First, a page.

— Emerging Black actors receive significantly fewer chances early in their careers to make their mark in leading roles, compared with white actors, and they have a lower margin for error.
— Both film and TV still have very little minority representation among top management and boards; film in particular is less diverse than relatively homogenous sectors such as energy, finance, and transport.
2 Black representation in film and TV: The challenges and impact of increasing diversity
1 Based on 2019 industry revenues of $148 billion, which includes US-produced global theatrical box office, US streaming services, US cable, and US broadcast; excludes sports and unscripted programming.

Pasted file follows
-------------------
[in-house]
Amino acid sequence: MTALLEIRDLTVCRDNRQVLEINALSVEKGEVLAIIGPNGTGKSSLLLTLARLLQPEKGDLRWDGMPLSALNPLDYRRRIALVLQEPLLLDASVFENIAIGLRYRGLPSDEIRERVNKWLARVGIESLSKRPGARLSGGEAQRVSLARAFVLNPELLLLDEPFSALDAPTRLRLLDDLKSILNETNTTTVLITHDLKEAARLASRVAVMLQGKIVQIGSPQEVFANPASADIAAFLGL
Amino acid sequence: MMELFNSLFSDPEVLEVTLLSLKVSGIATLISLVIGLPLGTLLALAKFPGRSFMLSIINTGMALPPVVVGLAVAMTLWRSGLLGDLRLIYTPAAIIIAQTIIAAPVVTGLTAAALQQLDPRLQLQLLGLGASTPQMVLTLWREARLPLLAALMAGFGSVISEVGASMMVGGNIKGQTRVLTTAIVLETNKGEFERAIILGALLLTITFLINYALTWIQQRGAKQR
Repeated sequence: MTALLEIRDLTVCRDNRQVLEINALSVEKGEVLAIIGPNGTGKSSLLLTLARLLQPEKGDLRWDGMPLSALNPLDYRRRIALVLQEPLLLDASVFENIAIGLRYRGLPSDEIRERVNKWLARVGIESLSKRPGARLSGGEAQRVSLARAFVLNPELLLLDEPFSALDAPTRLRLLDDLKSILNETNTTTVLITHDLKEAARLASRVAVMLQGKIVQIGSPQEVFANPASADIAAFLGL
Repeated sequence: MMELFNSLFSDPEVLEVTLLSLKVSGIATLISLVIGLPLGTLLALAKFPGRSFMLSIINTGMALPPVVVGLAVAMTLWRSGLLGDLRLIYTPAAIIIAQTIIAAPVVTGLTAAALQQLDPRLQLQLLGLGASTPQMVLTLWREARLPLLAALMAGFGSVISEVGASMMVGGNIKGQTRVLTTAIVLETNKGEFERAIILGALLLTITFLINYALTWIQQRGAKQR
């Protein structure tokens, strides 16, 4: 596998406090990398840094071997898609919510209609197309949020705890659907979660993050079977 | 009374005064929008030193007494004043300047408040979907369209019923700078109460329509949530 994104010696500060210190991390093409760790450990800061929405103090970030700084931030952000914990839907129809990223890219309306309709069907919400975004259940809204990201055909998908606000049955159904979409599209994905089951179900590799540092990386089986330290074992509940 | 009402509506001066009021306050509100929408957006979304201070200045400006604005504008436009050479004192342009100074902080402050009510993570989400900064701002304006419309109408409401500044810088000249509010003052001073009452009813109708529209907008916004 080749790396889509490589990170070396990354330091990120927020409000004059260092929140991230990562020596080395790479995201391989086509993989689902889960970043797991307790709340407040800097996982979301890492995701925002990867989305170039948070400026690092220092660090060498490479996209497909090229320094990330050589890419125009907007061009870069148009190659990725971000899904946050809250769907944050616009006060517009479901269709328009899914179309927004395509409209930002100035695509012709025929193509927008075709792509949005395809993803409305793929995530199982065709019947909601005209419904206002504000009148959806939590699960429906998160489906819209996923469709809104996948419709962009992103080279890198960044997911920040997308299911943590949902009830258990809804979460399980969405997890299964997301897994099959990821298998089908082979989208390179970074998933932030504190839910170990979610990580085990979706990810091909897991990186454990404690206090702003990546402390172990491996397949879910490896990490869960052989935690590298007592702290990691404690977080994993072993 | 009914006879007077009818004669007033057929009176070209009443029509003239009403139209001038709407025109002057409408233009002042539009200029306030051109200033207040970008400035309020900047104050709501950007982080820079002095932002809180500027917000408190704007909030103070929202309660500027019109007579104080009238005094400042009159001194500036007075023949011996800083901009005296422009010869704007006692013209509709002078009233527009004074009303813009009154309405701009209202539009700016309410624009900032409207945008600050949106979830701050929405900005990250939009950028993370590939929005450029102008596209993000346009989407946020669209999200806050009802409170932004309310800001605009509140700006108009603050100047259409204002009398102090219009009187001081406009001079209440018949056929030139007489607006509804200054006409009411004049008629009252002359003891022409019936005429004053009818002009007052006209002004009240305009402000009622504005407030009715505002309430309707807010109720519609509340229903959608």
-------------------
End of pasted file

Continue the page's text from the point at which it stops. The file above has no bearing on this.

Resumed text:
— A complex, interdependent value chain filled with dozens of hidden barriers and other pain points reinforces the racial status quo in the industry. Based on our research, we catalogued close to 40 specific pain points that Black professionals in film and TV regularly encounter as they attempt to build their careers.
— There are four key steps that film and TV companies can take to advance racial equity in entertainment and beyond. These steps would need to be cross-cutting and, ideally, shepherded by an independent, third-party organization that the industry creates.
Today, Black Americans make up 13.4 percent of the US population, and that percentage will increase over the next few decades.2 Just as the racial wealth gap is constraining the US economy, the film and TV industry will continue to leave money on the table if it fails to advance racial equity (see sidebar “The value of achieving racial equity in Hollywood”).